Molecular changes in cancer arise from either genetic or epigenetic events. The latter is defined as stable heritable changes in a chromosome without alterations in the DNA sequence [3]. Epigenetic gene modulation occurs when a stimulus, termed epigenator, induces a change in gene expression (e.g. by altered transcription or non-coding RNA) that becomes maintained within the genome through cell replication and in terminally differentiated cells [3] [4], [5]. Epigenetic maintainers induce an altered chromatin state by biochemical modification of DNA or histone proteins. Numerous histone modifications are described and these can be classified according location, biochemistry or associated gene expression. Of those that are repressive in nature, trimethylation (m3) of Histone 3 Lysine 9 (H3K9) and Histone 3 Lysine 27 (H3K27) are some of the best characterized [6], [7]. These epigenetic marks may occur independently or in combination with other modifications such as H3 lysine 4 methylation, H3K9 mono-methylation and H2A.Z [8]. At the nucleotide level DNA methylation mostly occurs at cytosine residues within CpG dinucleotides. These are concentrated into dense islands typically around the 5′ end of genes. Most human genes contain a CpG island and the majority of these are unmethylated to allow associated gene transcription [9]. Cytosine methylation may occur physiologically during development or aberrantly in carcinogenesis. Consequent tumor suppressor gene silencing or oncogene activation induces and promotes tumorogenesis. Whilst evidence suggests that epigenetic modifications of DNA and histone interact to modulate gene expression, the precise sequence and extent of this interaction is unclear and contrasting reports exist (reviewed in [10]).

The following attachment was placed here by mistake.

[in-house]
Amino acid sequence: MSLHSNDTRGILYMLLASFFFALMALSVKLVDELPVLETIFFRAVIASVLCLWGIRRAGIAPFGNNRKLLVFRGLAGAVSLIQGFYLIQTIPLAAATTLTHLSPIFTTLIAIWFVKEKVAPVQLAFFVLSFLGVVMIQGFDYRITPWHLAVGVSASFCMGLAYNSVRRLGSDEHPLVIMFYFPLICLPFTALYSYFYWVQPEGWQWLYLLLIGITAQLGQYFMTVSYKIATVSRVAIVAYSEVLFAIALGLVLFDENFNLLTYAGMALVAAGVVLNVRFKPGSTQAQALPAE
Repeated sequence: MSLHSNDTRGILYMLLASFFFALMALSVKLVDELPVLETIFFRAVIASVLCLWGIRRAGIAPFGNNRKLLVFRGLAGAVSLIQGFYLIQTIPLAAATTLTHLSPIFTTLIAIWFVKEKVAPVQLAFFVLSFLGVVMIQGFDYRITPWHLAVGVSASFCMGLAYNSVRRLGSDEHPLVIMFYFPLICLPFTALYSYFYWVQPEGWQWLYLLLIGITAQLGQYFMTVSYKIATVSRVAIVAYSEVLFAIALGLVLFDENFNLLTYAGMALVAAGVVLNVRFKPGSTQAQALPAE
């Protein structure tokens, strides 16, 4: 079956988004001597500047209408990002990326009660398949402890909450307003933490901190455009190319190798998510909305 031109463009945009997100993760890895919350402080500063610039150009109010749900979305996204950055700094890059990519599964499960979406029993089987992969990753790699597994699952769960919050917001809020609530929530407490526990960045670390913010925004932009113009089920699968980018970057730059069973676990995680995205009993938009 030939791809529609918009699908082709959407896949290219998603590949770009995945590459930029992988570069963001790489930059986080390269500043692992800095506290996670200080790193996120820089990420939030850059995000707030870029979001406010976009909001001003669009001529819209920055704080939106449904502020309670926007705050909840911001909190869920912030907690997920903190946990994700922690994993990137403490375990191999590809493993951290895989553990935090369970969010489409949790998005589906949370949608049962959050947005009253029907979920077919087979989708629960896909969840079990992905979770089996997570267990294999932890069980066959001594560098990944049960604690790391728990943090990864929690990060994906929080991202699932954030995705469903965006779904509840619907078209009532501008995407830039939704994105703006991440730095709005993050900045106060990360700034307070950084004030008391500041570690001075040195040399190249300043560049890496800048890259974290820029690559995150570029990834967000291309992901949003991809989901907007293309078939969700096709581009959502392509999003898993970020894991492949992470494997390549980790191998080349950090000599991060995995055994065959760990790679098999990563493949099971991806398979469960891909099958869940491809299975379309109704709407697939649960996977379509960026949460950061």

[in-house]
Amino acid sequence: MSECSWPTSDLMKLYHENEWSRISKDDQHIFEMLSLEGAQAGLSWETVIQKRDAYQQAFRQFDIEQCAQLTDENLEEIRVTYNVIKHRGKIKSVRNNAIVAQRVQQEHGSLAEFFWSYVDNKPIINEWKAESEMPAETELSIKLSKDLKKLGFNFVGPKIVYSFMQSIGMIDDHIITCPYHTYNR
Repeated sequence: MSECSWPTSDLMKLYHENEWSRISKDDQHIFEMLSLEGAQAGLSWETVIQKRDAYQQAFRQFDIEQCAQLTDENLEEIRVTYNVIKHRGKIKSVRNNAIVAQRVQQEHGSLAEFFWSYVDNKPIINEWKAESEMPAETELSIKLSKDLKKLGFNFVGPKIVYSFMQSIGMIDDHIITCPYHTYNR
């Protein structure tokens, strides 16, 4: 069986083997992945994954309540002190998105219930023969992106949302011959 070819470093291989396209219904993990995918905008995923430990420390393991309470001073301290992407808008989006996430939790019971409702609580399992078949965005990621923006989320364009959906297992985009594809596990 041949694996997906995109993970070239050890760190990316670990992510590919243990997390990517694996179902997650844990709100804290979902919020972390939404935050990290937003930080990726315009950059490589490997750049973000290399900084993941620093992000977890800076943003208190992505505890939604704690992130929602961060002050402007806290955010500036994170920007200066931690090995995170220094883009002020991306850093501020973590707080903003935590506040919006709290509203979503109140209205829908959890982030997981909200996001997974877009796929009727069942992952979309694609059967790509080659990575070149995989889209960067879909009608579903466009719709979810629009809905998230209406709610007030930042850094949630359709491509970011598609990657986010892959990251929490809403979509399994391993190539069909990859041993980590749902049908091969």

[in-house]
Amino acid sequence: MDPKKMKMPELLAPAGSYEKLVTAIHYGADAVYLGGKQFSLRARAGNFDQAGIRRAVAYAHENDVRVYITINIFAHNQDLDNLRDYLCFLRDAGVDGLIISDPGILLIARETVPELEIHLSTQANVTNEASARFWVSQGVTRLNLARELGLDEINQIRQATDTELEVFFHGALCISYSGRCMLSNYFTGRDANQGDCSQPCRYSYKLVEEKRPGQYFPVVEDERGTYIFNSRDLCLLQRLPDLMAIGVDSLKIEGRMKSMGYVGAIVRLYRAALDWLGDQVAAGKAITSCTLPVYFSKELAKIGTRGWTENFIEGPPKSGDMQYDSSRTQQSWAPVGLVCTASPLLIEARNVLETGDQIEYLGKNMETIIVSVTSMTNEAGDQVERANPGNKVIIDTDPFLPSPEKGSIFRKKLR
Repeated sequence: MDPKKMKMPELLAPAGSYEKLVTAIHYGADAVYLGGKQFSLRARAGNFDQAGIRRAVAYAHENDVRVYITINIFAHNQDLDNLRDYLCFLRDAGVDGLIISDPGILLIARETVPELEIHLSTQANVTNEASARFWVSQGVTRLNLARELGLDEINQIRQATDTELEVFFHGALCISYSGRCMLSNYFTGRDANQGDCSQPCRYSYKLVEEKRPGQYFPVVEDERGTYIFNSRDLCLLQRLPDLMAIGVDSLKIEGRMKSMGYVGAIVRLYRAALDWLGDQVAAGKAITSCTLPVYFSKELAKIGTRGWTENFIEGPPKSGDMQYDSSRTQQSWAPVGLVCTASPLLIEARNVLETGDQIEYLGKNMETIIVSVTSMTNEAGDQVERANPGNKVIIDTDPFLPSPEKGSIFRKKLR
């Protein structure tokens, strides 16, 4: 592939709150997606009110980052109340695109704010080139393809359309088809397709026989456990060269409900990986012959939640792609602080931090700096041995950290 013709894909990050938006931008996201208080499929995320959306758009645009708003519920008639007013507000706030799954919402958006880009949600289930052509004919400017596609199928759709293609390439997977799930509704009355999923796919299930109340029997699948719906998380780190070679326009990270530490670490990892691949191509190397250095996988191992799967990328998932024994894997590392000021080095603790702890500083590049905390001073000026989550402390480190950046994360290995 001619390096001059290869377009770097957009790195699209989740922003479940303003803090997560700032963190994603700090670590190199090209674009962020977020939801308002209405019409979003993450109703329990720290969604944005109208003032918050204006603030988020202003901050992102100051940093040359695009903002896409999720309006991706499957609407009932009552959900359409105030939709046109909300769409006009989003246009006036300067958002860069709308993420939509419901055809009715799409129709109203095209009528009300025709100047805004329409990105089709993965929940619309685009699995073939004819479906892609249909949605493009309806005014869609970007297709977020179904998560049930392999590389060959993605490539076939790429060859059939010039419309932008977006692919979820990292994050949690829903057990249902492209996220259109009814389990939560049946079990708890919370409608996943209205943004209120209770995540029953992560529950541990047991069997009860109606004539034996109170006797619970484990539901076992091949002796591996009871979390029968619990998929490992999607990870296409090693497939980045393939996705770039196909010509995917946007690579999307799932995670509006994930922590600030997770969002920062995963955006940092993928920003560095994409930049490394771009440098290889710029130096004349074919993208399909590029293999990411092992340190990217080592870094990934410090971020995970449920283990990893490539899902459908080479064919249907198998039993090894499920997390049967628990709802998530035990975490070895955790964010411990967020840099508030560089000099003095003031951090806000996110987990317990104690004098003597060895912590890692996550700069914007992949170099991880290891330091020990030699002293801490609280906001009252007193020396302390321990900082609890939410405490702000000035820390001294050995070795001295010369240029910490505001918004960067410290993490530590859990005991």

We have previously observed changes in DNA methylation and microRNA expression that reflect the molecular biology of UCC and are associated with the clinical phenotype of tumors [5], [11], [12]. In particular, DNA methylation appears a common carcinogenic event that occurs early in the disease pathway [13] and an independent predictor of tumor progression [14]. Whilst indicating an important role for epigenetic gene regulation in UCC, these studies were limited to only one mechanistic tier of control and did not analyze histone alterations. To gain a more in depth knowledge of repressive epigenetic gene regulation in UCC, we have now profiled H3K9m3 and H3K27m3 in normal and malignant urothelial cells. We matched these profiles to those for 5-methylcytosine and gene expression. We hypothesized that differences represent pro-carcinogenic events within the urothelium.


Histone enrichment in urothelial cells

We performed massively parallel sequencing to determine the distribution of DNA adjacent to H3K9m3 and H3K27m3 in urothelial cells. Each experiment yielded between 7.7 M and 18.9 M reads (table S1, mean = 13.7 M s.d. = 4.4 M), of which 66–81% were mapped to unique genomic locations. Whilst reads were located throughout the entire genome, we observed enrichment around Transcription Start Sites (TSS, figure 1). The nature of TSS enrichment varied with histone modification [7]. For example, H3K9m3 enrichment was more specific to TSS than H3K27m3. When individual TSS were compared (n = 47,746, Figure S1a), few shared enrichment in all three cells (n = 151 for H3K9m3 and n = 277 for H3K27m3). When TSS with surrounding CpG islands were analyzed (n = 28,690), we observed a greater specificity for H3K9m3 (89–95% of TSS with enrichment had a CpG island) than for H3K27m3 (28–69%, T Test p<0.001, Figure S1b).